Friday 130301


Five rounds for time:

30 Kettlebell swings (32kg/24kg) 
30 Burpees
30 Glute-ham sit-ups

Post time to comments and BTWB.

DeEtte and Addie, getting fit together.


The 2013 CrossFit Open ~ Luke Palmisano

Yes, the season is upon us. The CrossFit Open is here. And I have to be honest, I really like the format for the Open. It’s all done at your home gym. No crowds, no pressure… outside of the pressure you put on yourself. The first time I competed in the CrossFit Games was in 2009. Back then, we had electricity some of the time. Color TV was but a mirage in the distance. At these games, you simply registered for Regionals. You showed up, you worked out. The top ten went on to The Games.

I’ll reveal a little something about myself here.

I hated it. Competing in front of a large crowd like that made me sick.

In 2010, the Games expanded. Now, you had to compete in Sectionals to get to Regionals. Big event, big crowd.

Me, not happy.

Point is, we all react to competition differently. Some of us thrive on it, embrace it. For others, it’s difficult. As coaches, we see all kinds of mental and physiological reactions to how people deal with the pressure of competing against peers. Sometimes, it becomes very hard to separate how we see others seeing us vs. how we see ourselves (got that?). Basically, we don’t want to look foolish. Well, listen to master of foolishness (I once tested an electric fly swatter on myself to see if it really worked. It did.). I competed in the Open last year. And the year before. And I will again this year. Last year, over 70,000 people signed up for the CrossFit Open. Seventy thousand! How many of those athletes went to The Games? A select few. So, why so many competitors? Why do I compete? Because the Open is safe. It’s here, with your friends, who view you being successful if you do the best you can do. It’s an opportunity to do something for yourself, on your own terms, in a friendly competition with tens – perhaps hundreds – of thousands of other people just like you. So why not give it a try? As of this writing, we have 85 participants from CrossFit Verve. Last year, we had the largest number of participants in the Southwest Region, with 96. We would feel privileged (we being the staff and ownership) to have you compete as well. Perhaps we can best that number. If you have any questions, feel free to ask any staff member here at Verve about the details. You can sign up here, and the cost is 20$. The top 48 from each region and top 30 teams will go compete for a chance to go to the CrossFit Games. Which is fine. For the rest of us, though, it’s a chance to measure ourselves. To compete amongst friends. So why not? What’s to hold you back? Certainly not age, and certainly not capacity. And above all, not expectations. Our expectation is that you enjoy yourselves, and, in the process of pushing yourself, learn something about yourselves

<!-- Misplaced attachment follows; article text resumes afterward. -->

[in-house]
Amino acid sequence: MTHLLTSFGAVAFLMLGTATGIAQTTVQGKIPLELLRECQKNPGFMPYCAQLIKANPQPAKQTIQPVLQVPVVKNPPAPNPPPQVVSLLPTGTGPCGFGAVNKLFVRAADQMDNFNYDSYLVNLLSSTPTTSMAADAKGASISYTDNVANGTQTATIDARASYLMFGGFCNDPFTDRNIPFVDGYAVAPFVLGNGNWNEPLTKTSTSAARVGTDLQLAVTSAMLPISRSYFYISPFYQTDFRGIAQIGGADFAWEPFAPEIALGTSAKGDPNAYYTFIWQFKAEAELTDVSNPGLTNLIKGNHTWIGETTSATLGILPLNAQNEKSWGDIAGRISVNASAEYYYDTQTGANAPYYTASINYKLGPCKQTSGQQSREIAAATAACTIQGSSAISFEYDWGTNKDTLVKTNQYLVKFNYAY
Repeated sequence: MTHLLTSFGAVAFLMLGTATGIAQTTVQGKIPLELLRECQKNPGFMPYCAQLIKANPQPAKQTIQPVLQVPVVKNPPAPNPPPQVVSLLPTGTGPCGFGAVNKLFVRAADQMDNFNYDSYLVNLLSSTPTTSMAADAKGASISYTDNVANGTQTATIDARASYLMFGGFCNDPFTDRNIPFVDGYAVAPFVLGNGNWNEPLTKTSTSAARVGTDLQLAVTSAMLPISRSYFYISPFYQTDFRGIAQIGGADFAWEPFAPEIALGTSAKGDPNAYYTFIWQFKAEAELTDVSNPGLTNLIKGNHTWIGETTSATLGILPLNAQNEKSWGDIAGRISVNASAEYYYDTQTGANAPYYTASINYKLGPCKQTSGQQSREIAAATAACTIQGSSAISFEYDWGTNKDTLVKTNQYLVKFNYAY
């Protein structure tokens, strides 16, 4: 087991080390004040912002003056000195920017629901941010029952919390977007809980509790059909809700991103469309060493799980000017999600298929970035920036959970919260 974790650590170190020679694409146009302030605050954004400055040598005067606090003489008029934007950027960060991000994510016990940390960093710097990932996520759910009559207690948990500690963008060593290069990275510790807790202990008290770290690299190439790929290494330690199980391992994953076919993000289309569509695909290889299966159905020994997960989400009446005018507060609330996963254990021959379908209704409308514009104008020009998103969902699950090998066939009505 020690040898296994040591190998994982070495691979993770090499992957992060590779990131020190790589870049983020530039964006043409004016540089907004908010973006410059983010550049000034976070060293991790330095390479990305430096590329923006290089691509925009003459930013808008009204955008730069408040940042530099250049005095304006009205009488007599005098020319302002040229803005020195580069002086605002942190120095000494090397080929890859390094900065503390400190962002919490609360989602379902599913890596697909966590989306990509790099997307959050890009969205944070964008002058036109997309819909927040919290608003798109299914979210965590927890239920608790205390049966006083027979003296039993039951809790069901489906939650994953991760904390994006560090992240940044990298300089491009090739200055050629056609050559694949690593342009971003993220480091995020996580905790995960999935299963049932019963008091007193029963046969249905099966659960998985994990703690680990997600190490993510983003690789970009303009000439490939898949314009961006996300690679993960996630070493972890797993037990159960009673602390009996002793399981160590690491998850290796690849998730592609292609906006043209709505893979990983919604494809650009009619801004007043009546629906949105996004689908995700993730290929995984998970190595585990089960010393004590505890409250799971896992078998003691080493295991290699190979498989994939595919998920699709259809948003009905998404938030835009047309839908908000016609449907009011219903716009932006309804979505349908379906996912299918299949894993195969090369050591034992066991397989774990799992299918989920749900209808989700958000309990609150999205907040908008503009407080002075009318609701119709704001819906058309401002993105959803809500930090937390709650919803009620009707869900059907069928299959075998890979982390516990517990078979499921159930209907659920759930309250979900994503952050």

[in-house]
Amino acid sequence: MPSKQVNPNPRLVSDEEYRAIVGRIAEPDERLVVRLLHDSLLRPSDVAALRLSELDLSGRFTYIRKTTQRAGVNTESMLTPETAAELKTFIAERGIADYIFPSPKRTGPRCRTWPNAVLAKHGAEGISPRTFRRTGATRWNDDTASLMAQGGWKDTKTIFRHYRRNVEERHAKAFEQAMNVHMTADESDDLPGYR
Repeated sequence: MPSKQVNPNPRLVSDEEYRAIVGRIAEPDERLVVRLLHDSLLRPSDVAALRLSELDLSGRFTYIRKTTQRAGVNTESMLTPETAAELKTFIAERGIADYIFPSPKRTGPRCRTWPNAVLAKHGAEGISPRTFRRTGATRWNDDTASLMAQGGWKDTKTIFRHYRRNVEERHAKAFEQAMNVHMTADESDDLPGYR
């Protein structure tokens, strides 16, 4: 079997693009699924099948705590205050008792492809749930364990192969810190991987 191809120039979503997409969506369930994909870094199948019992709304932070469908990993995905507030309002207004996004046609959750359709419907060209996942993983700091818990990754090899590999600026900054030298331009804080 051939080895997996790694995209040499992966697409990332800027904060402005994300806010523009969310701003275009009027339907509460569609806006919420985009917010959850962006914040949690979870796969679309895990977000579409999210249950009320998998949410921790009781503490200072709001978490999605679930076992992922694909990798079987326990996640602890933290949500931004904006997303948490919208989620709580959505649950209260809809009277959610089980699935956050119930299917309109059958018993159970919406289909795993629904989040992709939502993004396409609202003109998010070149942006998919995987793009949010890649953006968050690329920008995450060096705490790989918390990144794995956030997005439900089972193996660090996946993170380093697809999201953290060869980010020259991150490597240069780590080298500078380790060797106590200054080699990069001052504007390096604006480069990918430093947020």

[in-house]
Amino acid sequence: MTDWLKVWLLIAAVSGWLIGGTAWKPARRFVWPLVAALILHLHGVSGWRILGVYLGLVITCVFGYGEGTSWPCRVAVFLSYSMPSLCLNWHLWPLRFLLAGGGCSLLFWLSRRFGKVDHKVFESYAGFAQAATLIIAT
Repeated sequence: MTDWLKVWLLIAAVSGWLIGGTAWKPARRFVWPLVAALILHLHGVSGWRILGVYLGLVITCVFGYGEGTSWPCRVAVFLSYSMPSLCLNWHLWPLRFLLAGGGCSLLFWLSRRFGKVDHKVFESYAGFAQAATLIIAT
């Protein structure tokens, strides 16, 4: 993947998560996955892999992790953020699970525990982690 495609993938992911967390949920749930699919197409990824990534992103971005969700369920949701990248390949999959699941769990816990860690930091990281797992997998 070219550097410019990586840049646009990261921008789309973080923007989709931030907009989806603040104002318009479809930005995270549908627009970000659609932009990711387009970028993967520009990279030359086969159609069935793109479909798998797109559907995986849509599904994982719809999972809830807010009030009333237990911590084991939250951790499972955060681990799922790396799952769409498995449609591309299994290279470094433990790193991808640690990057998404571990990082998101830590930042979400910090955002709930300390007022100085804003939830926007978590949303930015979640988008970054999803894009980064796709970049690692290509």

So why not? Here’s a testimonial from someone who asked the same question.


  1. Jeremy :

    Yikes! Welcome back ;-).

  2. Izzo :

    I’ve heard a few people say they’re not registering, but they’re doing the workouts anyways cuz it’s the thurs WOD. A few people did that last year at my old gym and regretted it as soon as the first week’s scores went up. These workouts are super creative and fun, they’re designed for everyone to get a score. Unlike a reg comp. where you can have a dnf. Lastly I just want to say its a great way to support Verve, I remember seeing Matt and Cherie on the games update site saying they had the most registered. I was not a Verve member at the time and thought man, that’s pretty cool. Some people even register and don’t do any of the wods just to show support.
    Anyways, it is fun to be a part of it in any way, shape or form. 🙂

  3. Dan M :

    Hey Luke, how does it work reporting our results after each Open WOD? Do we report them on our Open profiles? Or does someone from Verve do it?

    • CrossFit Verve :


      As far as I understand, every WOD will be judged by someone watching you. They will put your score onto a scoresheet. You are responsible for entering the score into your profile, and someone from Verve validates that score by Sunday @ 5:00 P.M. Pacific time. If the score is entered by you @ 5:01, it’s a no-go.

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